The Bay Area is known for high-end cuisine, but its food culture has notable roots in the coffee houses and diners that served industrial workers and office 9-5ers before farm-to-table was a phrase anyone knew. A few relics remain — Mel's Drive-In, for example, which has been feeding San Franciscans since 1947; and the Fosters Freeze chain, opened in 1946. But many were shuttered and replaced by other food establishments, retail shops, or in some cases, nothing but plywood and graffiti.
One such forgotten food hotspot is the old Biff’s Coffee Shop, at the corner of Broadway and 27th in Oakland’s Uptown neighborhood. Although it’s easy to overlook the historical significance of the building where Biff’s once lived, it’s hard not to notice the structure itself, which is unlike almost any other in the city. The completely circular, shingle-sided, single-story building more closely resembles restaurants found in Los Angeles, since it follows the LA-bred “Googie” tradition of architecture, which favored Jetson’s-style retrofuturistic forms.
Biff’s was in fact designed by Los Angeles firm Armet & Davis in 1963. Its endless circle of windows let light pour in on the diner booths and central counter, which surrounded the open kitchen. According to one Oakland blogger, among the fare offered at Biff’s was coleslaw with peanuts, a dish you could say foreshadowed this golden era of experimental and fusion cuisine.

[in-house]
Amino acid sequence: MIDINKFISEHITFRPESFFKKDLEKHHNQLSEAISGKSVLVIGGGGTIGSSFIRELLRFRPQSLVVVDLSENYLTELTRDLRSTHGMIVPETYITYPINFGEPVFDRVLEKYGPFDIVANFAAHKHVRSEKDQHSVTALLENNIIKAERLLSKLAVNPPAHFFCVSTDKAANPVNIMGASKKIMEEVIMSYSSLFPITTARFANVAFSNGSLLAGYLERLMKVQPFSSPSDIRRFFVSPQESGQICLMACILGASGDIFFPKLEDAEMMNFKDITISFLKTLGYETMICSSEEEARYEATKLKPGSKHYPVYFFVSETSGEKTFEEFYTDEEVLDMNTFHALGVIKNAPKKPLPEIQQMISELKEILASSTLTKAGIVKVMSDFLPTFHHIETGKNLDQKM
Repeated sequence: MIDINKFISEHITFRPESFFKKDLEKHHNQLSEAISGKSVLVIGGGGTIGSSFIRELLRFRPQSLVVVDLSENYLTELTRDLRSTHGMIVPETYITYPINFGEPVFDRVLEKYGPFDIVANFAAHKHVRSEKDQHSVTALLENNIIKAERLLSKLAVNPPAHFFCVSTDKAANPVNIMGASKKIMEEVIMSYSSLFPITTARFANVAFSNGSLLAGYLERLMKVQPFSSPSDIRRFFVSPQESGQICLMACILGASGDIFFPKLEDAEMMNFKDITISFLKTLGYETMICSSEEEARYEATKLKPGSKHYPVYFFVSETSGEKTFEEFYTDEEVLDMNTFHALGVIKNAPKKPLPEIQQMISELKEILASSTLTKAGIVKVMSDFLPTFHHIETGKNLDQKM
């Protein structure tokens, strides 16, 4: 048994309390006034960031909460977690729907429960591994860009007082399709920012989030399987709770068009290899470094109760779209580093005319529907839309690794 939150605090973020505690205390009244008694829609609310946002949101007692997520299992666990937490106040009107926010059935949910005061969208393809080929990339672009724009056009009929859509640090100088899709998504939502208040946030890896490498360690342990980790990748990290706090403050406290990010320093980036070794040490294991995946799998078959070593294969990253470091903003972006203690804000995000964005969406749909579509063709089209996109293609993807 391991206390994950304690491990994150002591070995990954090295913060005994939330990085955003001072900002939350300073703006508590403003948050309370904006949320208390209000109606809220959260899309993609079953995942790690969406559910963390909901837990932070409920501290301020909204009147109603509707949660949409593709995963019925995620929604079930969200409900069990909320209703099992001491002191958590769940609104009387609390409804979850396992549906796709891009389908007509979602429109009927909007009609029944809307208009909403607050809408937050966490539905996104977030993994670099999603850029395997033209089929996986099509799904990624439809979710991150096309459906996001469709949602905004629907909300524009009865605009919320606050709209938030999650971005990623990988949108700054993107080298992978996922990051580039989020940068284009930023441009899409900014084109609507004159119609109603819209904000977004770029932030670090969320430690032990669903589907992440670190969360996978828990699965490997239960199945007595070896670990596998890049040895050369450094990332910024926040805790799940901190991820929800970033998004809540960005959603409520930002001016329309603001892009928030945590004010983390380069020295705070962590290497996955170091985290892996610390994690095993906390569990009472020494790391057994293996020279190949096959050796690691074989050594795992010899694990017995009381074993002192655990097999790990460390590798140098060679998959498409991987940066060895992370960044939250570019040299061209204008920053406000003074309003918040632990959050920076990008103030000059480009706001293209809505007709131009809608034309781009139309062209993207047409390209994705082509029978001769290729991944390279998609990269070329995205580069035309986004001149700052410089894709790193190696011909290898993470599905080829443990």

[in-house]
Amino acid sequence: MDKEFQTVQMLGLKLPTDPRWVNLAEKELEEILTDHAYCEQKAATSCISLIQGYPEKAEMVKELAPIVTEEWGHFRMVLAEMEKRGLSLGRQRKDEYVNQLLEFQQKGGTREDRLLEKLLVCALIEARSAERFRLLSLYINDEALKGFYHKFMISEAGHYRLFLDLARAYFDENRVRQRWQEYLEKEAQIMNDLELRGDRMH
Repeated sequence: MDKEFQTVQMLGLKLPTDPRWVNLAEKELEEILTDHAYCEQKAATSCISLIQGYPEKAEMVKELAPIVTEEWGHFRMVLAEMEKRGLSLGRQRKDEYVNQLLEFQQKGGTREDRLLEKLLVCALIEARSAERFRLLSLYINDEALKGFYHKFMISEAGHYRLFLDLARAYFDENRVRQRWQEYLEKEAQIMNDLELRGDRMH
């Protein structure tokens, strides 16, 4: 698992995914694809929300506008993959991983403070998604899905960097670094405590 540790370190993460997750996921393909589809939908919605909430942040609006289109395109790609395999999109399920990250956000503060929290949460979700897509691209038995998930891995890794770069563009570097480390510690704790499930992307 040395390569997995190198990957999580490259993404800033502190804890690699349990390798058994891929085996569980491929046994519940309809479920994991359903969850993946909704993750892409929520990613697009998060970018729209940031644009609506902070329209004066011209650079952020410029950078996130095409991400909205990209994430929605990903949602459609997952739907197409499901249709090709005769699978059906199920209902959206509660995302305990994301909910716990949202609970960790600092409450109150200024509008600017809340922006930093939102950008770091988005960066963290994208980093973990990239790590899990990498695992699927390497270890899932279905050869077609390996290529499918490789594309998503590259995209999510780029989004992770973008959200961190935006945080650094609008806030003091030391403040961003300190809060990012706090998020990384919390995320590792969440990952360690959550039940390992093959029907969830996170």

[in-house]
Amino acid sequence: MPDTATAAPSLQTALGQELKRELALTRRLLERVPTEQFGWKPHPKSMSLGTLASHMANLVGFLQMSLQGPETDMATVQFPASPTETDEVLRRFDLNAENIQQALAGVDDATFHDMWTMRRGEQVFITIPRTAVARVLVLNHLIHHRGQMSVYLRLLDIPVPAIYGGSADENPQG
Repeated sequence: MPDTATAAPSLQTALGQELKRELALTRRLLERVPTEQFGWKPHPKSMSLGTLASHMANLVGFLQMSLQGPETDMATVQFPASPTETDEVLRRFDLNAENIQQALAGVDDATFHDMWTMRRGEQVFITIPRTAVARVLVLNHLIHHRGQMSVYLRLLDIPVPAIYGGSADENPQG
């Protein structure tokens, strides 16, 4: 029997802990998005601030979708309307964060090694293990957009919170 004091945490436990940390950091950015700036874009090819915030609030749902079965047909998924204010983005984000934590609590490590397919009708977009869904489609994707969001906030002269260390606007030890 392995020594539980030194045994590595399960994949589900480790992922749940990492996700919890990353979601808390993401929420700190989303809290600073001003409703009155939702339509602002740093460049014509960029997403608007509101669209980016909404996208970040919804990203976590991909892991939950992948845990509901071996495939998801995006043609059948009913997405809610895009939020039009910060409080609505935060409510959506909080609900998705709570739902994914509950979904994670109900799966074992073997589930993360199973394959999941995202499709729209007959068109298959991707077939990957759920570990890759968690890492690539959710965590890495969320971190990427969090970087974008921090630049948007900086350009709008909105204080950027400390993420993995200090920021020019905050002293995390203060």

In 1996, Biff’s (which operated in its twilight years as JJ’s Diner) was slated for demolition when Chevron decided to develop a combination gas station/McDonald’s on that corner. But neighbors rose up to object, and eventually succeeded in getting the Oakland Landmark Preservation Advisory Board to designate the building as an historic site. Unfortunately, the designation did not restore the place to its former position as a bustling dining hub for the neighborhood. The building still sits derelict, but the resurgence of its surroundings may, one hopes, eventually lead someone to take over the old Biff’s and turn it into something great again.
Learn more about the Bay at the Oakland Museum of California's exhibition, Above and Below: Stories From Our Changing Bay.